Inclined Dance Project
Center for Performance Research
Brooklyn, New York
November 19, 2016
Turf, a new evening length dance choreographed by Inclined Dance Project’s artistic director and choreographer, Kristen Klein, premiered last weekend at the Center for Performance Research, a space located in the Greenpoint section of Brooklyn. I’ve reviewed IDP’s performances previously, and was impressed each time by Klein’s choreographic quality, as well as by the company’s dancers. This year’s new piece, which I saw the evening following its opening, has moments of unusual insights, interesting imagery, and extended periods of performance excellence by the company’s new members as well as its veterans, but overall it lacks the coherence and clarity that I found in Klein’s previous dances.
In the extensive program notes, Klein states that Turf is not “about” some turf in macro environmental terms, as in, say, being green. Rather, Turf deals with the environment on an individual level – the space one habitually occupies or sees in daily life, whether that be, for example, a street or a subway line. More specifically, Klein explains that the dance explores themes of change – the changes we see (or don’t see) in our turf, including the people we come in contact with, whether that is due to seeing something for the first time, the turf itself (and people in it) changing over time, or a decision to change the paths we take; and also that change, breaking free from our comfort zones, is essential. In summary, I saw little of the former, but considerable emphasis on the latter.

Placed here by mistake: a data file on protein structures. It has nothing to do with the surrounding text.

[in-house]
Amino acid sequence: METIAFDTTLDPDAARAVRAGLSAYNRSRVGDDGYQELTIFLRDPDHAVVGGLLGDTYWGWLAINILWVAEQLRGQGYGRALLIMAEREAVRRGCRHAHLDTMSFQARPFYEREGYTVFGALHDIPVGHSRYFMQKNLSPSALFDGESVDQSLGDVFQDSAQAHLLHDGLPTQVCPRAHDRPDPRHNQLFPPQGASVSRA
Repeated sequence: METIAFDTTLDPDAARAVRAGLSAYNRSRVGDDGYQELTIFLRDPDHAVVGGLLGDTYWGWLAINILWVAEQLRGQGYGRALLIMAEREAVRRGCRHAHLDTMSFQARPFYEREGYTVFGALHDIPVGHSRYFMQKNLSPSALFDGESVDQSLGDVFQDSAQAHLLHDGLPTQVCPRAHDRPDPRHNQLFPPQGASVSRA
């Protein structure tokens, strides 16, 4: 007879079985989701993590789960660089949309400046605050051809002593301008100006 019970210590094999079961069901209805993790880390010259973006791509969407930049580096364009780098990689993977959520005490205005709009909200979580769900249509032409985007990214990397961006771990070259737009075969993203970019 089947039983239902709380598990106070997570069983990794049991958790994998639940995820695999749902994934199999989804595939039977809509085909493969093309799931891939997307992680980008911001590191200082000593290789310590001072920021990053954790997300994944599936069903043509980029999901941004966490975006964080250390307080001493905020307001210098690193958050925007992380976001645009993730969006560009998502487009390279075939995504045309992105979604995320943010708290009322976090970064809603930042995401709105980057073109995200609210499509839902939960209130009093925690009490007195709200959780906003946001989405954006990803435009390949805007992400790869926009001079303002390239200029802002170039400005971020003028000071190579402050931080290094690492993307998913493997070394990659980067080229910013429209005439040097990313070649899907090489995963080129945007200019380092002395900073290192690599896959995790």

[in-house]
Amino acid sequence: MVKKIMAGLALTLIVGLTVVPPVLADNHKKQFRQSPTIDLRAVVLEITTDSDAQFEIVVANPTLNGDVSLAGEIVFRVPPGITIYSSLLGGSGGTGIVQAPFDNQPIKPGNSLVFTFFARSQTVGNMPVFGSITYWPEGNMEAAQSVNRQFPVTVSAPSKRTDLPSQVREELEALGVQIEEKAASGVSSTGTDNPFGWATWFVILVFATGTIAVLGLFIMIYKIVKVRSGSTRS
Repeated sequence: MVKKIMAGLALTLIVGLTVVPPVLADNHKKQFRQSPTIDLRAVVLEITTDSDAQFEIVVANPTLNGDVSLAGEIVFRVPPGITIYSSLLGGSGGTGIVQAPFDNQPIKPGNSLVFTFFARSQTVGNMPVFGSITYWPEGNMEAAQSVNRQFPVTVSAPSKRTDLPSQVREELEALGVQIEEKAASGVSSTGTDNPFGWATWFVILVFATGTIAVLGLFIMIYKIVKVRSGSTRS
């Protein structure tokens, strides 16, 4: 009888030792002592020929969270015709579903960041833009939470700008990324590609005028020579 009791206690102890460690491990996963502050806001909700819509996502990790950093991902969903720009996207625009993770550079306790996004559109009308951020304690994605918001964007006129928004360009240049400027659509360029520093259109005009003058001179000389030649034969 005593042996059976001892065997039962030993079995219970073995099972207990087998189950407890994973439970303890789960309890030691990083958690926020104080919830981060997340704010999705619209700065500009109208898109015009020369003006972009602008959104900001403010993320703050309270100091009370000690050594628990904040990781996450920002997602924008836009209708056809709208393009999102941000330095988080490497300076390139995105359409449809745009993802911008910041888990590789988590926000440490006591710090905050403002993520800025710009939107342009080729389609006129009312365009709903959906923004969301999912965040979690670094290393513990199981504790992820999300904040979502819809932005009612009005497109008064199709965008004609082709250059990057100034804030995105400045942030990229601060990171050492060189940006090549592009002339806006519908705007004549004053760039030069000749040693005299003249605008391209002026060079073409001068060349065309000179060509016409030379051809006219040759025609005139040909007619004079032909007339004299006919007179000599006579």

Turf shows the same level of choreographic consistency as Klein’s previous pieces. There’s a core movement quality that is essentially angular, with a quirky, twitchy quality, and considerable floor work. By itself, that’s not unique. But this core movement is different in that it’s measured and not likely to lead to whiplash, and is tempered by periods of eclectic or lyrical movement: a dancer will drag herself (the company consists of seven women, including Klein, who did not perform in this piece) across the floor in various ways, or run, or be lifted and carried by another, or hit perfect arabesques, or sit quietly on chairs or in perimeter stage space. Like her previous pieces, Turf also has a clear overall structure that doesn’t stay focused on the same images for too long, and consequently maintains visual interest. And her dancers are not automatons; emotions percolate silently, but they’re there. Somehow it all hangs together.
To my eye, Turf resembles one of Klein’s earlier dances, Stuck Together Pieces, which I reviewed three years ago. That piece dealt with interactions among people in different spaces in which the people (the dancers) were suddenly “stuck together” in different types of restricted spaces. I remarked at the time that in the way it integrated group dances with solos or pairs, Stuck Together Pieces delivered a concurrent sense of individuality and community.